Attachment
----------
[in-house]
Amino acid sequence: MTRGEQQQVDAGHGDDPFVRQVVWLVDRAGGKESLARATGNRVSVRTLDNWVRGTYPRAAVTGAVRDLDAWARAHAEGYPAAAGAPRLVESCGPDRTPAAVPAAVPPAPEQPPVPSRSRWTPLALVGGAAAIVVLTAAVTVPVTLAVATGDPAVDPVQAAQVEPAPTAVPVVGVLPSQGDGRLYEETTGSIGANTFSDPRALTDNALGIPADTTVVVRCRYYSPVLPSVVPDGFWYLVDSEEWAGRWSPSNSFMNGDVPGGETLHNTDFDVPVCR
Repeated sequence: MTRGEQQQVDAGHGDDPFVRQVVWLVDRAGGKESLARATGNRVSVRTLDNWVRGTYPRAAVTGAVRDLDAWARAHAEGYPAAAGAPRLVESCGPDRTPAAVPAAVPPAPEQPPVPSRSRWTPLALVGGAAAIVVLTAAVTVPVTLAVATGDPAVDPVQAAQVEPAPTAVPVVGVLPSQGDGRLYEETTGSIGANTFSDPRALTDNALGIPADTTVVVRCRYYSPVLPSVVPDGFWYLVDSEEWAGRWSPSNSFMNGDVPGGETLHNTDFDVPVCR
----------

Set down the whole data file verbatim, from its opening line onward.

[in-house]
Amino acid sequence: MTRGEQQQVDAGHGDDPFVRQVVWLVDRAGGKESLARATGNRVSVRTLDNWVRGTYPRAAVTGAVRDLDAWARAHAEGYPAAAGAPRLVESCGPDRTPAAVPAAVPPAPEQPPVPSRSRWTPLALVGGAAAIVVLTAAVTVPVTLAVATGDPAVDPVQAAQVEPAPTAVPVVGVLPSQGDGRLYEETTGSIGANTFSDPRALTDNALGIPADTTVVVRCRYYSPVLPSVVPDGFWYLVDSEEWAGRWSPSNSFMNGDVPGGETLHNTDFDVPVCR
Repeated sequence: MTRGEQQQVDAGHGDDPFVRQVVWLVDRAGGKESLARATGNRVSVRTLDNWVRGTYPRAAVTGAVRDLDAWARAHAEGYPAAAGAPRLVESCGPDRTPAAVPAAVPPAPEQPPVPSRSRWTPLALVGGAAAIVVLTAAVTVPVTLAVATGDPAVDPVQAAQVEPAPTAVPVVGVLPSQGDGRLYEETTGSIGANTFSDPRALTDNALGIPADTTVVVRCRYYSPVLPSVVPDGFWYLVDSEEWAGRWSPSNSFMNGDVPGGETLHNTDFDVPVCR